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2.9D: High Coordination Numbers

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    Coordination numbers from 2 to 6 and the associated coordination complexes are very common, especially in transition metal chemistry. These complexes can take on a variety of geometries and each individual complex will have unique properties based on its substituents and their arrangement spatially. Though there is no set number of ligands, ions, or bound atoms required for a species to be considered "highly coordinated" versus general coordination, when the coordination number exceeds seven it is generally considered a high coordination number. High coordination numbers are of particular interest in solution phase and inorganic chemistry.


    The coordination number of a specified atom in a chemical species is the "number of other atoms directly linked to that specified atom."[1] Coordination itself is "the formation of a covalent bond, the two shared electrons of which have come from only one of the two parts of the molecular entity linked by it, as in the reaction of a Lewis acid and a Lewis base to form a Lewis adduct; alternatively, the bonding formed in this way."[2] Coordination number is a measure of one of two things:

    1. In a molecule, the coordination number is simply the number of bound atoms to that molecule.
    2. For an ion the coordination number is the number of ions that are either associated to, or can associate with a given ionic species.
    3. Coordination requires a sigma bond be present or available to be present, and so a pi bond does not contribute to the coordination number of a species.

    Lower Coordination Numbers

    Following are a few examples of more commonly encountered coordination numbers

    Coordination Number 2

    Coordination numbers of two are more common in organic molecules, or in non transition-metal containing species and relatively rare in transition metal containing species. Coordination numbers of two result in a linear or collinear spacial arrangement.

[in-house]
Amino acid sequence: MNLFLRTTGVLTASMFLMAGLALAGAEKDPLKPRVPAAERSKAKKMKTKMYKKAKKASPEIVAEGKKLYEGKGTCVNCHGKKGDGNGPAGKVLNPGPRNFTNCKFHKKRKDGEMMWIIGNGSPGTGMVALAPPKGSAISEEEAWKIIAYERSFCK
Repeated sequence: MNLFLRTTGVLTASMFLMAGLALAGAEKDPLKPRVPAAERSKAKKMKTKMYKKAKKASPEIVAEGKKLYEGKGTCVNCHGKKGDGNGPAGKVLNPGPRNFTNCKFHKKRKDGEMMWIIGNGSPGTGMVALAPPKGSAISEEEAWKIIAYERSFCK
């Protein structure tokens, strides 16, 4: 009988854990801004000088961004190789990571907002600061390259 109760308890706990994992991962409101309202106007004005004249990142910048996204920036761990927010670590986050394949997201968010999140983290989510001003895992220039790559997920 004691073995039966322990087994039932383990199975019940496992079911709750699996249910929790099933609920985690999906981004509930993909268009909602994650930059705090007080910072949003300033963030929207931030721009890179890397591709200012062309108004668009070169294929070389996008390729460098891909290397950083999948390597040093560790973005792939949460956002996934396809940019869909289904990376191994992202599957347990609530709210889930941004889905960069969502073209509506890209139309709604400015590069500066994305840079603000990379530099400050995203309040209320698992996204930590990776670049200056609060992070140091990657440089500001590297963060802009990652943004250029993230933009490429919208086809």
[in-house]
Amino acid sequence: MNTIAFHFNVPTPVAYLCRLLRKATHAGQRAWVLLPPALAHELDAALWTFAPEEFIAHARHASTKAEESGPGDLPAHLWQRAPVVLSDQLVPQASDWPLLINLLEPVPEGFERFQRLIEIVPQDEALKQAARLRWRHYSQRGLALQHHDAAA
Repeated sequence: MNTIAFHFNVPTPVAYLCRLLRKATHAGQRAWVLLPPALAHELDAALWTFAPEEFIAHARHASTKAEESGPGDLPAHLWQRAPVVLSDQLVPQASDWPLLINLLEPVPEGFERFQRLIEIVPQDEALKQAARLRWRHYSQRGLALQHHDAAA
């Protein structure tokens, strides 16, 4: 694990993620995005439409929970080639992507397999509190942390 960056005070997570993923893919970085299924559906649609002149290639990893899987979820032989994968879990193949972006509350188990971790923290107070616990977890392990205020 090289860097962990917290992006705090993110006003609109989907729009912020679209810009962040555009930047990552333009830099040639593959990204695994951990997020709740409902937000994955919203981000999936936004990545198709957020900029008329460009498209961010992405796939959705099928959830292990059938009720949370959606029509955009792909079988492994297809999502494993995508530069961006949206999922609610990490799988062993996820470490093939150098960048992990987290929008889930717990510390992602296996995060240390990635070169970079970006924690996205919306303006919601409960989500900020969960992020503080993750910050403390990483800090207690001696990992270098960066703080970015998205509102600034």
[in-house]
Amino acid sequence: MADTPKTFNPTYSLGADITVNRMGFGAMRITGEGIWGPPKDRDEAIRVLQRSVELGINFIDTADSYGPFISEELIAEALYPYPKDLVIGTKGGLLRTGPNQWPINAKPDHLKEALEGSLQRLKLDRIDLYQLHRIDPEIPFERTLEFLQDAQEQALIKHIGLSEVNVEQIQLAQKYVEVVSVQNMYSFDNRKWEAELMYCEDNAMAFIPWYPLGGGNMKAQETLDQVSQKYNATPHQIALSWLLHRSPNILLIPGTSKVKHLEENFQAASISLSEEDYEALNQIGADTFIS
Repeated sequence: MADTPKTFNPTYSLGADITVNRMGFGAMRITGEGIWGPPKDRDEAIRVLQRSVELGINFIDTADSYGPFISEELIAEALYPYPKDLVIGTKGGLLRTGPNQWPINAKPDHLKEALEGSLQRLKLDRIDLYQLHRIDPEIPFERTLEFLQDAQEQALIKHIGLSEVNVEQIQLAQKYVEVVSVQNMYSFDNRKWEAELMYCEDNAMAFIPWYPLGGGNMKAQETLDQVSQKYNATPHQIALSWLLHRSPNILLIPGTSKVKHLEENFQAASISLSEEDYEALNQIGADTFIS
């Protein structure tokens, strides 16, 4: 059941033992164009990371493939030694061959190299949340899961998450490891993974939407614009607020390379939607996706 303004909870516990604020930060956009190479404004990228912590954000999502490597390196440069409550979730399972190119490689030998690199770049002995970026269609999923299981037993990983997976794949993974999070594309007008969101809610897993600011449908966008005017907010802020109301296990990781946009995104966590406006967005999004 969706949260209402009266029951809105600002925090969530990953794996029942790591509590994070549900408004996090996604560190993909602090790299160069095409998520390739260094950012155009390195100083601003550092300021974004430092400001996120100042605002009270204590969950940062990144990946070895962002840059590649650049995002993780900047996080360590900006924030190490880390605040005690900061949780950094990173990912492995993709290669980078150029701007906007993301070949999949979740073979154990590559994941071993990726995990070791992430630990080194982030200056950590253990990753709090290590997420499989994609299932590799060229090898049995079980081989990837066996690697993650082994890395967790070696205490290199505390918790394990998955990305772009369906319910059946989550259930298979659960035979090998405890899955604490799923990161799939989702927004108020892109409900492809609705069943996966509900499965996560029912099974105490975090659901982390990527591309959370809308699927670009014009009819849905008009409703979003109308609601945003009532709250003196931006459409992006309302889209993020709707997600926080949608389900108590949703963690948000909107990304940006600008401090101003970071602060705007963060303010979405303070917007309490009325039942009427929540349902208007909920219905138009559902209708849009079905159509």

Carbon Dioxide.pngSilver Diammonium Salt.png

    Carbon Dioxide, Coordination Number 2 [Ag(NH3)2]+, Coordination Number 2

    Coordination Number 6

    Coordination number 6 is the most common coordination number, especially among transition metal containing species.[4]

    Generally, the octahedron is the preferred coordination geometry. Other possible coordination geometries exist for coordination number six, such as trigonal prismatic.

    Cobalt Hexaaqua.png

    [Co(H2O)6)]3+, Coordination number 6

    Higher Coordination

    Higher coordination numbers; 7,8, 9, and above exist though they are less common.

    Coordination Number 7

    Seven coordinated atoms or molecules results in three main geometries:

    • Pentagonal bipyramid
    • Capped octahedron
    • Capped trigonal prism

    Coordination Number 8

    Eight coordinated atoms or molecules results in two main geometries:

    • Square antiprism
    • Dodecahedron

    Coordination Number 9

    The only structure yet identified for coordination number 9 systems is the tricrapt trigonal prism.

    Two examples of these structures are [ReH9]2- and [TcH9]2- with the representative geometry shown below.


    [TcH9]2-, Coordination number 9

    Higher Coordination Numbers

    Species exist with 10, 11, and 12 coordination numbers.

    • Coordination numbers 10 and 11 are unique to complexes involving lanthanides and actinides. [4]
    • Coordination number 12 has a structure that is involved in boron chemistry, the icosahedron.
    • Coordination number 15 is the highest reported coordination number currently, being described for [PbHe15]2+[3]


    1. International Union of Pure and Applied Chemistry. "Coordination Number". Compendium of Chemical Terminology Internet edition.
    2. International Union of Pure and Applied Chemistry. "Coordination". Compendium of Chemical Terminology Internet edition.
    3. Hermann, A., Lein, M. and Schwerdtfeger, P. (2007), The Search for the Species with the Highest Coordination Number. Angewandte Chemie International Edition, 46: 2444–2447. doi: 10.1002/anie.200604148
    4. Housecroft, Catherine E.; Sharpe, Alan G., Inorganic Chemistry, 3rd Ed. Pearson Education Limited 2008


    1. What is the coordination number of the nitrate ion NO3-?


    2. What is the coordination number around Co in this complex? How many different ligands are around Cobalt?


    3. What coordination number do you expect [Th(NO3)6]2- to have? (Draw out a rough structure, remember lone pairs are required for coordination. What is the likely geometry for this?


    1. Coordination number 3. Pi Bonds do not contribute to coordination number.
    2. Coordination number 6. There is one ligand around Cobalt; EDTA is hexadentate.
    3. Coordination number 12; Each NO3- ligand is bidentate. The likely geometry is icosahedral like other 12 coordination number species.

    Contributors and Attributions

    • Brian Atwood (UC Davis)

    2.9D: High Coordination Numbers is shared under a CC BY-NC-SA 4.0 license and was authored, remixed, and/or curated by LibreTexts.

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